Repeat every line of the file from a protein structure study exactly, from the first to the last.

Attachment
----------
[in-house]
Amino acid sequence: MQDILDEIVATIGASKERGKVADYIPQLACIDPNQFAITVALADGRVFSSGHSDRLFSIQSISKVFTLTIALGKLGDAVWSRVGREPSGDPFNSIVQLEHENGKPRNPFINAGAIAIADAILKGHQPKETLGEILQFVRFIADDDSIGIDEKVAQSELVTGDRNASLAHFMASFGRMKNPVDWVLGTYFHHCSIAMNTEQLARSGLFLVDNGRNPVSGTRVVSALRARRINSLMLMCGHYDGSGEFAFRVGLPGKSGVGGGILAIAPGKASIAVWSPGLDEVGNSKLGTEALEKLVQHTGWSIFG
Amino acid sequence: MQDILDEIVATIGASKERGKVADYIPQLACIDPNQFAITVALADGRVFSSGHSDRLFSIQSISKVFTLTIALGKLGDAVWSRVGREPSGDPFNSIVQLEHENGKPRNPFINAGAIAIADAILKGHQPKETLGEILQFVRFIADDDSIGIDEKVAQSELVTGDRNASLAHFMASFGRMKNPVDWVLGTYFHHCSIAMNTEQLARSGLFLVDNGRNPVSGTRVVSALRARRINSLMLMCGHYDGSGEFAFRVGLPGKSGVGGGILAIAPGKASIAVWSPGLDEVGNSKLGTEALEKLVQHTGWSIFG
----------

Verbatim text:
[in-house]
Amino acid sequence: MQDILDEIVATIGASKERGKVADYIPQLACIDPNQFAITVALADGRVFSSGHSDRLFSIQSISKVFTLTIALGKLGDAVWSRVGREPSGDPFNSIVQLEHENGKPRNPFINAGAIAIADAILKGHQPKETLGEILQFVRFIADDDSIGIDEKVAQSELVTGDRNASLAHFMASFGRMKNPVDWVLGTYFHHCSIAMNTEQLARSGLFLVDNGRNPVSGTRVVSALRARRINSLMLMCGHYDGSGEFAFRVGLPGKSGVGGGILAIAPGKASIAVWSPGLDEVGNSKLGTEALEKLVQHTGWSIFG
Amino acid sequence: MQDILDEIVATIGASKERGKVADYIPQLACIDPNQFAITVALADGRVFSSGHSDRLFSIQSISKVFTLTIALGKLGDAVWSRVGREPSGDPFNSIVQLEHENGKPRNPFINAGAIAIADAILKGHQPKETLGEILQFVRFIADDDSIGIDEKVAQSELVTGDRNASLAHFMASFGRMKNPVDWVLGTYFHHCSIAMNTEQLARSGLFLVDNGRNPVSGTRVVSALRARRINSLMLMCGHYDGSGEFAFRVGLPGKSGVGGGILAIAPGKASIAVWSPGLDEVGNSKLGTEALEKLVQHTGWSIFG